Cattle sales will also be reported on tax returns, but these decisions are a little more complicated. Gains from breeding, dairy or draft cattle sales in excess of normal due to drought may be deferred for up to two years, as long as the dollar value of the cattle are replaced within those two years. Record keeping is critical. The producer can only defer cattle sales that are above what would typically be sold under normal production conditions. Two tax provisions exist to avoid the adverse tax consequences of selling more animals than normal due to weather related conditions. One applies only to breeding, dairy and draft animals that will be replaced. The second applies to market animals where the income from the additional animals sold are reported in the year that they would have normally been marketed.
Consider an example for breeding animals: Over the past 3 years, my cattle operation sold 30 calves weighing 650 pounds and 4 cull cows as an annual average. Due to drought in 2022, I sell 5 replacement heifers I would ordinarily have retained and 10 cows (6 more than the average) for $10,000. I can defer reporting the $10,000 of income from the excess animal sales (the 5 replacement heifers and the 6 cows) by electing to replace those sold by buying at least $10,000 of replacement breeding animals by December 31, 2024. If I do not spend at least $10,000 on replacement animals, I must amend the 2022 return and report the difference as income in that year. Should my county or a contiguous county be declared a federal disaster area, the replacement period is extended to 4 years and the animals will not have to be replaced until the end of 2026. The replacement animals must also be of the same type and purpose of the animals sold (dairy animals for dairy animals or breeding for breeding). This tax provision is under Internal Revenue Code Section 1033(e).
Now consider an example for the sale of any livestock (other than poultry) due to weather related conditions, and this time the county I raise cattle in is declared a federal disaster area (which is a requirement for this provision). Using the same facts as the prior example, I sold 6 more cows and 5 replacement heifers plus 15 head of calves (that would have normally been sold in 2023) for $20,000. Combined, this is more livestock than what would have normally been sold had the drought conditions not existed. This tax law provision allows me to elect to report the $20,000 of income in 2023 instead bunching this excess income in 2022. This tax provision is under Internal Revenue Code Section 453(g).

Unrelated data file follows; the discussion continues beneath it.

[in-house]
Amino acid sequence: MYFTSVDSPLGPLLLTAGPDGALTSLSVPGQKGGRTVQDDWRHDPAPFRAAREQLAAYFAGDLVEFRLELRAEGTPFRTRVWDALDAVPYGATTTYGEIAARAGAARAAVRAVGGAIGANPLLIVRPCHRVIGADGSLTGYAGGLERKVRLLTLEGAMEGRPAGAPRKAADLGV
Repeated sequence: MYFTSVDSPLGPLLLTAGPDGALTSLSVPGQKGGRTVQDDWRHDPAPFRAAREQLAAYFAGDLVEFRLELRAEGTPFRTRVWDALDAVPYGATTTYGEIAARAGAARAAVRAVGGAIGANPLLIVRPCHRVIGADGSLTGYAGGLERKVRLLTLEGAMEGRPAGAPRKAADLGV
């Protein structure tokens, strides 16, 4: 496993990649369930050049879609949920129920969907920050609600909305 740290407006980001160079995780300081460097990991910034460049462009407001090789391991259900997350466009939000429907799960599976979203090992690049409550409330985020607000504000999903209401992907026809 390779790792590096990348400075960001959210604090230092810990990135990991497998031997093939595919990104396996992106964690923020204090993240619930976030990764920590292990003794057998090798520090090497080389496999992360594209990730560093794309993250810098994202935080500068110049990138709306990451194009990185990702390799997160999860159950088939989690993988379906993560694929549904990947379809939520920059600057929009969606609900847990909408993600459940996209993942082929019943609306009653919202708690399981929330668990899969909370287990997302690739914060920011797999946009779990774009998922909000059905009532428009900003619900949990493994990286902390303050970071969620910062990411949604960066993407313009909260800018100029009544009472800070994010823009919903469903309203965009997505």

Documentation is critical for all drought related losses. Specifically for your taxes keep the following in your tax records:
Evidence of the weather-related conditions that forced the sale or exchange of animals.
Number and kind of livestock sold or exchanged.
Number of livestock of each kind that would have been sold or exchanged under normal business circumstances (generally, the average number of animals sold over the three preceding years).
The amount of gain realized on the sale or exchange.
The amount of income to be postponed
It will be important to discuss the application of these tax provisions with your income tax advisor. Sources of drought information include the Drought Monitor Maps which indicate drought intensity by state and region. In addition, USDA reports which counties are currently considered drought disaster areas and are eligible to receive federal disaster programs, and disaster declarations generally are available from State and Federal government websites and stakeholder announcements. Tax season seems like it is far off on the horizon still, but better understanding how drought related losses will be reported may aid in documentation of losses today.